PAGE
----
By 1990, Southwest was taking in revenues of $350 million a year and had 4,000 employees. It had recently acquired Portland, Oregon's Northwest Marine but would close it within two years after failing to see an expected boost to the commercial repair business that it was trying to build. In fact, Southwest remained 70 to 85 percent dependent upon government contracts. Southwest attributed the Northwest closure to a lack of protection against foreign subsidies.
In 1993, Southwest Marine refurbished its operations at two drydocks leased from the Port of San Francisco. The business was renamed San Francisco Drydock Inc.
In spite of renewed demand from the cruise ship industry, Southwest's business would be nearly cut in half due to the military downsizing that followed the end of the Cold War. Revenues were approximately $200 million in 1996. The contracting market led to a period of consolidation in the industry.
Acquired by Carlyle in 1997
B. Edward Ewing, a former executive at International Harvester, Lockheed Martin, and General Dynamics, was hired as president and chief operating officer in 1996 to help reverse Southwest Marine's fortunes. According to the San Diego Business Journal, he followed a philosophy akin to that of the similarly named (but unrelated) Southwest Airlines: putting the employees first in order to motivate them to deliver great customer service. Ewing became CEO in the fall of 1997 as Engel stepped down in advance of the company's acquisition by The Carlyle Group (through the holding company SWM Holdings, Inc.). The Carlyle Group was a Washington, D.C. investment bank that had considerable defense-related holdings. It paid $25 million for controlling interest in the shipyard.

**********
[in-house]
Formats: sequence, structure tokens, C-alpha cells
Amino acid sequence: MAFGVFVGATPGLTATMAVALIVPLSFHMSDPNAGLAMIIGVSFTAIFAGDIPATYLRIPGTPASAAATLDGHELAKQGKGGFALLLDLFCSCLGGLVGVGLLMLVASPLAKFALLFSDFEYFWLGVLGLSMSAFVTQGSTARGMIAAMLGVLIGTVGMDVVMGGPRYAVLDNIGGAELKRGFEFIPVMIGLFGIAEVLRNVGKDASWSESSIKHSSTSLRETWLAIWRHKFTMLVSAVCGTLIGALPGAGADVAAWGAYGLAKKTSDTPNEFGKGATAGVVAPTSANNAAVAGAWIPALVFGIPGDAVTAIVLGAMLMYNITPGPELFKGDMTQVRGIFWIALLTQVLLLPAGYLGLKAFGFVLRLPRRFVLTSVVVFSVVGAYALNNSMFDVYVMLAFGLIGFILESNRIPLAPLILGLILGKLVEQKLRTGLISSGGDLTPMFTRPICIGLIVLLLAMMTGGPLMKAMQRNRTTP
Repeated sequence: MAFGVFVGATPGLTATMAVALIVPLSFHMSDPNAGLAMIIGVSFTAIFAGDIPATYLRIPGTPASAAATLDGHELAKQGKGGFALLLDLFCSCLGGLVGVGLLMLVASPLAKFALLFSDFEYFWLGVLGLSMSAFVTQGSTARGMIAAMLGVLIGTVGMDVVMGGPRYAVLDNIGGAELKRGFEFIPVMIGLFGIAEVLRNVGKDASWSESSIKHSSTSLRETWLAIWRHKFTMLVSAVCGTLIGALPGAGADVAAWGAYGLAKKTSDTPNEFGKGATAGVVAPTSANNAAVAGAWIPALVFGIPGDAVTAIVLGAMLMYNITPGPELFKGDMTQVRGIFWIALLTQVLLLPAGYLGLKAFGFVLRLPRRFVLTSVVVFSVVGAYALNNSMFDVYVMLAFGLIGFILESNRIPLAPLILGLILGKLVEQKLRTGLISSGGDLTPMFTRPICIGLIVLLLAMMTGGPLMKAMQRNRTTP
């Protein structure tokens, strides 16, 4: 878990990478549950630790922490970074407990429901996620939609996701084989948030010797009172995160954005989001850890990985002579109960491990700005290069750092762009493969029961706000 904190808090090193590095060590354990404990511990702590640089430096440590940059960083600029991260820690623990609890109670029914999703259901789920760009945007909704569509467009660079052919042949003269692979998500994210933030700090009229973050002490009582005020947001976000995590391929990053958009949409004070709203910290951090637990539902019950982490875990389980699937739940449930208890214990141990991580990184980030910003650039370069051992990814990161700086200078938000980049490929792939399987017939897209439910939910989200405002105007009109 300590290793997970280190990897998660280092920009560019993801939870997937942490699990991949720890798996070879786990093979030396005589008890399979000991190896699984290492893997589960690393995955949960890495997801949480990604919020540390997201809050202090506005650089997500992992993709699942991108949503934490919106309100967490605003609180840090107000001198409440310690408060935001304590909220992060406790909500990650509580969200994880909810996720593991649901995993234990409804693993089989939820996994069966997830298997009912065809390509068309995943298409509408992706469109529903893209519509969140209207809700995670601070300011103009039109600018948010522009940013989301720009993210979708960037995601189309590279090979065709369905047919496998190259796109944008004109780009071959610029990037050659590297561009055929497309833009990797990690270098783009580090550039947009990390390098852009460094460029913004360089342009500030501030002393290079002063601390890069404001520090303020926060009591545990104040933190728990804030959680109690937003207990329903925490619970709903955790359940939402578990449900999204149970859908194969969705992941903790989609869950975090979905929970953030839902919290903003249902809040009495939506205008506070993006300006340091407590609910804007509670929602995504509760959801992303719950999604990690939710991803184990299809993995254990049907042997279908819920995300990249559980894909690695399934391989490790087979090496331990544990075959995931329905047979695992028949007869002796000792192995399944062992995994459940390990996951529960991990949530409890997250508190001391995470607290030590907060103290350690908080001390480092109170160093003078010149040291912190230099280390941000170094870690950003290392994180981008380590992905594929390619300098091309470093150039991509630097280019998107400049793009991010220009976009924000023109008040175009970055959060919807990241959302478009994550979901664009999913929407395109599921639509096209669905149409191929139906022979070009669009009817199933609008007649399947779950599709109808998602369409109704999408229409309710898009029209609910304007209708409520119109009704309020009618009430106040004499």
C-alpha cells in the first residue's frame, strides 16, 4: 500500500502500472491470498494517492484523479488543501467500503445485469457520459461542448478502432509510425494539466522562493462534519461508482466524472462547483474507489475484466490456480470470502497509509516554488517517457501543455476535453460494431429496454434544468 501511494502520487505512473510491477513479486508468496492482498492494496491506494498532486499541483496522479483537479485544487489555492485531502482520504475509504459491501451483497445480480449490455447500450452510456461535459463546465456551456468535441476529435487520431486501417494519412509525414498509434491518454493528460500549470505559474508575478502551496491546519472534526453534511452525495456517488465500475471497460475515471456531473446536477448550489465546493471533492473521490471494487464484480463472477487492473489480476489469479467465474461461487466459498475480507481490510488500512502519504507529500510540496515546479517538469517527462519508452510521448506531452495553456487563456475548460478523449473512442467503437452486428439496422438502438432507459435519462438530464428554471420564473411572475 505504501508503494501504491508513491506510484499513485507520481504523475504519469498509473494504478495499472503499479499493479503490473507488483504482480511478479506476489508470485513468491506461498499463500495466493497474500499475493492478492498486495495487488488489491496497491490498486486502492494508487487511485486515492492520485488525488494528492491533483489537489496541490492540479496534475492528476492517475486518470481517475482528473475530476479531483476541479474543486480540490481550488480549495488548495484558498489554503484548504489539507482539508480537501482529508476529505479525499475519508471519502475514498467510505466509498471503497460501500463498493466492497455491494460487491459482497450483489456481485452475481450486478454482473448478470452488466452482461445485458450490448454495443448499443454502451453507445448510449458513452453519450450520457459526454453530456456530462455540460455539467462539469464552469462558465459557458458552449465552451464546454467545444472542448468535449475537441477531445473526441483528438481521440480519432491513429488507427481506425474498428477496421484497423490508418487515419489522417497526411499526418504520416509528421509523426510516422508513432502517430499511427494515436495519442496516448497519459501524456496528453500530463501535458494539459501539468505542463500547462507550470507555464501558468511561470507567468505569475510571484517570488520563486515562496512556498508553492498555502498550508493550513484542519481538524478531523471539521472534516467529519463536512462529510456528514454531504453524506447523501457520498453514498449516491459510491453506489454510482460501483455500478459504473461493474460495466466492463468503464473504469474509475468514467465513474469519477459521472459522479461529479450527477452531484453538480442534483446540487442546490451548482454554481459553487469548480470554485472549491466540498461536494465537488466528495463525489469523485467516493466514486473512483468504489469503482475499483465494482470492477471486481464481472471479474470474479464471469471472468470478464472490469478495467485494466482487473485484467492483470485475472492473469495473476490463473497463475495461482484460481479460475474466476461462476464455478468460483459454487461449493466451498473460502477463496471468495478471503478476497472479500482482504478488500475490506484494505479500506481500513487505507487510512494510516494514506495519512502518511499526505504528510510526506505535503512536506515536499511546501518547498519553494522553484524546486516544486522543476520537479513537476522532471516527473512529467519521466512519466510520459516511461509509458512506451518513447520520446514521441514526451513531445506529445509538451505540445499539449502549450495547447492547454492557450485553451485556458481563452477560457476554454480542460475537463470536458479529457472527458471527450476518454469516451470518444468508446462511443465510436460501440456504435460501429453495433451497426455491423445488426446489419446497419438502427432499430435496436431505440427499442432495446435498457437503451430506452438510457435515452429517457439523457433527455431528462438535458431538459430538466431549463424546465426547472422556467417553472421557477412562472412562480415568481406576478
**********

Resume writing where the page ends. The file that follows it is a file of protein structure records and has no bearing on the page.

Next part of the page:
At this time, Southwest Marine had shipyards in San Pedro and San Francisco, California, and Ingelside, Texas. Southwest acquired Virginia's Norfolk Shipbuilding & Drydock Corporation (Norshipco), another large naval contractor, in 1998. This gave Southwest a base on the Atlantic, and created the country's largest nonnuclear ship repair company, with annual revenues of $400 million.